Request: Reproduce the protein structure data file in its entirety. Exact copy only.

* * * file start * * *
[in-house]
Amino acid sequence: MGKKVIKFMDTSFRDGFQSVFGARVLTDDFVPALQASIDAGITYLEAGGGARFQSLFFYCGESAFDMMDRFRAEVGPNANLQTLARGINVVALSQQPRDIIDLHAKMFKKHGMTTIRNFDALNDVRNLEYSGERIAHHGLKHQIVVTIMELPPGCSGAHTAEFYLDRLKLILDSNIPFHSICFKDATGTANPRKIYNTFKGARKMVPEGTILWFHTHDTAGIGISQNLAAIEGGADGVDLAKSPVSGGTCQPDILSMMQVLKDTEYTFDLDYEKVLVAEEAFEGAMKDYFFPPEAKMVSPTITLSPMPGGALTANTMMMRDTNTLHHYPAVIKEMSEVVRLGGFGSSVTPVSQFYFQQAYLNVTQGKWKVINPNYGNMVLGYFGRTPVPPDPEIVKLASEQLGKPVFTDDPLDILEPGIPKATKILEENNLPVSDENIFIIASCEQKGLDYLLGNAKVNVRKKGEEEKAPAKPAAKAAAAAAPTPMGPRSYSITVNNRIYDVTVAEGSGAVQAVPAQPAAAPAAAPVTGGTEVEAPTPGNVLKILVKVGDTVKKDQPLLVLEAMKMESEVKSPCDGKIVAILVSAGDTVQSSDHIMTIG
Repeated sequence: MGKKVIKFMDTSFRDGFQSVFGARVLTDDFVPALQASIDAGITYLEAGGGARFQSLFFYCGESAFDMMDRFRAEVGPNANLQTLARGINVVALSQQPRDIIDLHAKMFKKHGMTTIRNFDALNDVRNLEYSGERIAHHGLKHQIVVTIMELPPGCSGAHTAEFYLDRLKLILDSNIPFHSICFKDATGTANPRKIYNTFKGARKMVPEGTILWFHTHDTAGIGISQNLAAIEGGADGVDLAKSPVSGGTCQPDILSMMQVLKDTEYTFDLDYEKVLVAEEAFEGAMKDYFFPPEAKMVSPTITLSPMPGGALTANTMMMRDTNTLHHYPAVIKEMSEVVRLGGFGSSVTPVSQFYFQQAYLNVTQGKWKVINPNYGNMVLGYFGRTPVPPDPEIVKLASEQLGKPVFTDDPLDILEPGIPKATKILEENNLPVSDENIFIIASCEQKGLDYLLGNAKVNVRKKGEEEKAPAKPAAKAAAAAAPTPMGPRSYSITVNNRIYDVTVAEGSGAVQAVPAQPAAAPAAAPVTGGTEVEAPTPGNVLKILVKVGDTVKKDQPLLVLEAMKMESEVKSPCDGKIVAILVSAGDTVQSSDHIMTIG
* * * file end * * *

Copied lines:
[in-house]
Amino acid sequence: MGKKVIKFMDTSFRDGFQSVFGARVLTDDFVPALQASIDAGITYLEAGGGARFQSLFFYCGESAFDMMDRFRAEVGPNANLQTLARGINVVALSQQPRDIIDLHAKMFKKHGMTTIRNFDALNDVRNLEYSGERIAHHGLKHQIVVTIMELPPGCSGAHTAEFYLDRLKLILDSNIPFHSICFKDATGTANPRKIYNTFKGARKMVPEGTILWFHTHDTAGIGISQNLAAIEGGADGVDLAKSPVSGGTCQPDILSMMQVLKDTEYTFDLDYEKVLVAEEAFEGAMKDYFFPPEAKMVSPTITLSPMPGGALTANTMMMRDTNTLHHYPAVIKEMSEVVRLGGFGSSVTPVSQFYFQQAYLNVTQGKWKVINPNYGNMVLGYFGRTPVPPDPEIVKLASEQLGKPVFTDDPLDILEPGIPKATKILEENNLPVSDENIFIIASCEQKGLDYLLGNAKVNVRKKGEEEKAPAKPAAKAAAAAAPTPMGPRSYSITVNNRIYDVTVAEGSGAVQAVPAQPAAAPAAAPVTGGTEVEAPTPGNVLKILVKVGDTVKKDQPLLVLEAMKMESEVKSPCDGKIVAILVSAGDTVQSSDHIMTIG
Repeated sequence: MGKKVIKFMDTSFRDGFQSVFGARVLTDDFVPALQASIDAGITYLEAGGGARFQSLFFYCGESAFDMMDRFRAEVGPNANLQTLARGINVVALSQQPRDIIDLHAKMFKKHGMTTIRNFDALNDVRNLEYSGERIAHHGLKHQIVVTIMELPPGCSGAHTAEFYLDRLKLILDSNIPFHSICFKDATGTANPRKIYNTFKGARKMVPEGTILWFHTHDTAGIGISQNLAAIEGGADGVDLAKSPVSGGTCQPDILSMMQVLKDTEYTFDLDYEKVLVAEEAFEGAMKDYFFPPEAKMVSPTITLSPMPGGALTANTMMMRDTNTLHHYPAVIKEMSEVVRLGGFGSSVTPVSQFYFQQAYLNVTQGKWKVINPNYGNMVLGYFGRTPVPPDPEIVKLASEQLGKPVFTDDPLDILEPGIPKATKILEENNLPVSDENIFIIASCEQKGLDYLLGNAKVNVRKKGEEEKAPAKPAAKAAAAAAPTPMGPRSYSITVNNRIYDVTVAEGSGAVQAVPAQPAAAPAAAPVTGGTEVEAPTPGNVLKILVKVGDTVKKDQPLLVLEAMKMESEVKSPCDGKIVAILVSAGDTVQSSDHIMTIG